Judge Orders More Water for Vanishing Fish in Sacramento Delta
Delta smelt, other delta species, are in sharp decline
Trent Orr, Earthjustice, (510) 550-6782
Responding to a lawsuit brought by conservation organizations, and following a hearing that lasted two weeks, Judge Oliver Wanger of the federal district court in Fresno has ordered that flows of water through the Sacramento-San Joaquin River Delta in California be increased between December 2007 and June 2008 in order to help the delta smelt, a federally protected species found only in the delta, recover from its currently imperiled state. Though it was the most abundant fish in the delta as recently as 30 years ago, fish biologists agree that the smelt is presently on the brink of extinction, due in part to massive exports of water from the Delta by federal and state water projects.
The ruling follows an earlier ruling from the same judge that led to the temporary shutdown of water project pumps in early June. The pumps suck in and kill delta smelt and juvenile salmon. Plaintiffs in the case, represented by Earthjustice attorneys Trent Orr and Andrea Treece, are the Natural Resources Defense Council, Friends of the River, California Trout, the Bay Institute, and Baykeeper.
The smelt has had its numbers plummet to the point where, as Judge Wanger wrote last May, “The Delta smelt is undisputedly in jeopardy as to its survival and recovery.” The smelt’s plight mirrors that of several salmon species that migrate through the delta — their numbers have recently crashed as well.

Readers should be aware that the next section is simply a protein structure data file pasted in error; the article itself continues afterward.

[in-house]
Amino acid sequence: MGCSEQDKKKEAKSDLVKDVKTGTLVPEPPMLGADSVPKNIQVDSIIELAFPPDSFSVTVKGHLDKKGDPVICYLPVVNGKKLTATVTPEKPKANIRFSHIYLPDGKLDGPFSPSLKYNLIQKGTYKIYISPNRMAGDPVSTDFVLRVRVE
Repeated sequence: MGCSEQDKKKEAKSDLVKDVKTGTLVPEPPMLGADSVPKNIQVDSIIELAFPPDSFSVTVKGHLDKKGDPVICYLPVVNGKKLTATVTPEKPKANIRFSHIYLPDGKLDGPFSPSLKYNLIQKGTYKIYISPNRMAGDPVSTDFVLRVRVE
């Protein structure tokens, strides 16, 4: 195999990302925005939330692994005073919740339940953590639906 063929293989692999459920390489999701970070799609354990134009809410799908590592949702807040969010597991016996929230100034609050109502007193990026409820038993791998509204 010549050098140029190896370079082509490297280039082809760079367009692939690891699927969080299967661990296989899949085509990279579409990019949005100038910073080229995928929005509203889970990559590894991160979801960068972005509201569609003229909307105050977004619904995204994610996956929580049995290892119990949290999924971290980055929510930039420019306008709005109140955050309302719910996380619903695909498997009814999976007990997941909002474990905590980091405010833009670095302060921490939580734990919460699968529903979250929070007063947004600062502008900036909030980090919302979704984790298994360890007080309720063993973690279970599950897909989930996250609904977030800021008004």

The period between 2000 and 2005 saw record volumes of water diverted from the delta for agriculture and domestic consumption.
“This problem has been bearing down on us for many years, but responsible agencies have ignored it at the behest of Big Agriculture and municipal and industrial water users,” said Orr. “This ruling may cause appreciable reductions in water exports from the delta, depending on the amount of precipitation in the coming water year. But if we want to preserve the delta and the species that depend on it, we’ll eventually see this as a most welcome and necessary wake-up call.”
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